Health care news in recent months has been dominated by coverage of the debate on the federal Medicare prescription drug bill. But, unknown to many Americans, the past six months have also seen a major debate on a plan put forth last January by the Bush administration to radically restructure and shrink the federal Medicaid program, known in Minnesota as Medical Assistance. As of this writing, there appears to be little chance of the Bush plan being implemented in the near future, but voters should know the nature of the threat to this important program.
What Is Medicaid?
Medicaid is a health insurance program for 47 million low-income people, administered at the state level but funded jointly by the states and the federal government. It covers children, seniors, people with disabilities, or PWD, and other people who are eligible to receive federally assisted income maintenance payments. For every dollar a state spends on providing these services, the federal government will provide from one to three dollars; the federal government’s matching funds currently provide between 50 and 77 percent of each state’s Medicaid budget.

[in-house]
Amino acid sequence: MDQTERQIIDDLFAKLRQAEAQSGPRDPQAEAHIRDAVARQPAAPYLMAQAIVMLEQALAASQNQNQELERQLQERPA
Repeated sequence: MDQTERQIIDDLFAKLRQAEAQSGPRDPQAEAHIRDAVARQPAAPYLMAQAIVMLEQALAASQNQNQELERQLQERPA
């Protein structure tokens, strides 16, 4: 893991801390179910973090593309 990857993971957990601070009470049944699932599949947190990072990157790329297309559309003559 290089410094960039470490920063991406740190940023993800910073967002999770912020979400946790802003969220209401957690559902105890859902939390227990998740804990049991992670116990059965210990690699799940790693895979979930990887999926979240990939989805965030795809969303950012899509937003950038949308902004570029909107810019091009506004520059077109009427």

Services provided under Medicaid vary from state to state. All states that participate in the program are required to provide certain services, such as in-patient and out-patient hospital services, physician services, and home health care for eligible persons, to name a few. Other services are considered “optional,” with states given the freedom to choose whether to provide services beyond those mandated by federal law. Minnesota has historically chosen to cover a long list of so-called “optional” services, including: preventive health services; prescription drugs (including birth control); dental services; chiropractic services; physical, occupational, speech and respiratory therapy; nutrition advice/food vouchers for women who are pregnant, infants and children (WIC); eye exams and glasses; hearing aids; transportation services; mental health treatment; alcohol and drug treatment; hospice care; home health care for those under 21; private duty nursing; personal care services; group homes for people with developmental disabilities; prosthetics; and podiatry.
The Bush Proposal
The Bush administration’s Medicaid proposal was presented as a way to “modernize” and “expand” the program. Many advocates for low-income people and PWD see it as an attempt to weaken or roll back the program. The advocacy group Families USA says that the president’s plan “protects federal and state Medicaid budgets at the expense of the seniors, PWD and children who rely on Medicaid for health coverage.”
The key features of the Bush administration’s plan are:
Increased flexibility for states to change the coverage they currently provide under Medicaid.
A drastic reduction in federal funding for Medicaid services.
A change in the funding process from the current “federal match” system to a block grant, or “allocation,” system.